This article marks my 24th for Grainews. My first article, in March of 2018, had a quote: “it’s all about buying common shares in solid companies, and holding them for a long time.” I hope you are now convinced of the validity of this approach.
Why is this simple strategy shunned by most market participants? Why does Warren Buffett fill an arena for his annual meeting, then when everyone goes home they virtually all ignore his advice and return to their trading ways? The average holding time of a publicly traded company in the U.S. was over five years in the 1970s and has declined to under eight months today. The average market participant (speculator, trader and investor) turns their portfolio completely over 1.5 times per year. The average market participant also underperforms the market by four to five per cent, achieving about half of overall market returns.
Market participants have taken to heart Mark Twain’s famous quip, “Never let the truth get in the way of a good story.” They continually ignore the facts, preferring whatever the current short-term story-line is. Currently it is about markets at all-time highs and that valuations are expensive. The first part is clearly true, but what about the second part?
Bank of Nova Scotia and other Canadian banks have fairly consistent earnings, as well as a consistent policy of paying about half their earnings as dividends, making them ideal for this illustration. Ten-year bond rates are a good indication of overall interest rates and a leading investment competitor to stocks. In 1993, Canadian 10-year bond rates were about eight per cent and BNS was paying about five per cent making BNS’s dividend rate about 0.63 of the 10-year bond rate.
Today BNS has a dividend yield of 4.7 per cent and 10-year bonds are about 1.7 per cent. BNS is paying an income stream about 2.75 times larger than a key competitive investment product. Even though BNS is valued slightly higher than in 1992, having a slightly lower dividend yield, relative to interest rates it is valued four times better (2.75/0.63). I would sooner buy shares in a Canadian bank and collect four to five per cent dividends that have a habit of doubling every 10 to 12 years, than lend money to the bank (or government) with a two to three per cent static yield. When you deposit money in your bank account or buy a bank GIC, you are lending the bank money. When you buy a government bond you are lending to them.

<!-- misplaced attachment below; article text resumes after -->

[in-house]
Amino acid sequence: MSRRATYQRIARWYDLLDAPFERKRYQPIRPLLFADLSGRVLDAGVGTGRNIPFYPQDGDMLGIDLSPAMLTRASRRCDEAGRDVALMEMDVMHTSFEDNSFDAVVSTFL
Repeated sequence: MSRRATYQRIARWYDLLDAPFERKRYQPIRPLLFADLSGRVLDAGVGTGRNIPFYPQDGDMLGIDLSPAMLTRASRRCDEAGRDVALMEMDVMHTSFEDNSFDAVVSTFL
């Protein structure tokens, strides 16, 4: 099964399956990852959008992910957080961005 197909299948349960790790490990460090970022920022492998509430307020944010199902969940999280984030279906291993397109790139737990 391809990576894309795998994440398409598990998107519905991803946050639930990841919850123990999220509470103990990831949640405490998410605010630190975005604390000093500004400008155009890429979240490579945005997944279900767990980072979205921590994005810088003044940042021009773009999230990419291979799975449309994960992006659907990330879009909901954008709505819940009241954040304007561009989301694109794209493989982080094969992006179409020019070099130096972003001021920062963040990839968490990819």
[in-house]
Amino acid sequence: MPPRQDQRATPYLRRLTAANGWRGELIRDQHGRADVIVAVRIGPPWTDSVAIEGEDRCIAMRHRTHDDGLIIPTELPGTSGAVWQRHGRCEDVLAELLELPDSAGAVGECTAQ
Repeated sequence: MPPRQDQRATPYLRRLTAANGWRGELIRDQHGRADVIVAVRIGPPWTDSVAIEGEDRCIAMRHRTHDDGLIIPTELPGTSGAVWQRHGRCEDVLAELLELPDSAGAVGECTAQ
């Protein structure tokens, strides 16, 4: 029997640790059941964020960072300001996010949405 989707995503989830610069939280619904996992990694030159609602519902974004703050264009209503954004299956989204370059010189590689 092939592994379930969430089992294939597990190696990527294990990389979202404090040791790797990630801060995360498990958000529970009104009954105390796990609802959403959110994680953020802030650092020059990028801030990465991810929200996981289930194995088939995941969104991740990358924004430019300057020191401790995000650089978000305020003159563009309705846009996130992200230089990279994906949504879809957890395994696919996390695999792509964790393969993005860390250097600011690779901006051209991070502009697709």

Since 1963, the 10-year U.S. bond interest rate has averaged 6.2 per cent. Today it is just 2.5 per cent. Long-term average earnings yield (earnings/price) of U.S. stocks is 6.7 per cent, similar to interest rate averages. Currently the earnings yield is 4.5 per cent, indicating above-average stock valuations, but the earnings yield has not declined nearly as dramatically as interest rates (6.7 to 4.5, versus 6.2 to 2.5). Historically stocks spend one-third of their time within five per cent of all-time highs making the current situation fairly normal.
The Canadian market is cheaper. Our current average earnings yield is about 5.7 per cent and our 10-year bonds are only 1.7 per cent. Higher earnings yield and lower interest rates are indicative of a lack of confidence in our economy, but should support stocks when confidence returns.
Short-term, stocks can move unpredictably either direction, but longer-term I would argue against the story-line that stocks are expensive. Stocks might be a little more expensive than average, but interest rates are a lot cheaper than average.
As an amateur investor with a day job, I don’t have time to turn over my portfolio 1.5 times per year. That level of activity would drive me crazy. The secret to my success and sanity has been ignoring the flavour du jour and the currently touted story-lines, while picking solid companies and holding them for long periods. Have I mentioned that already?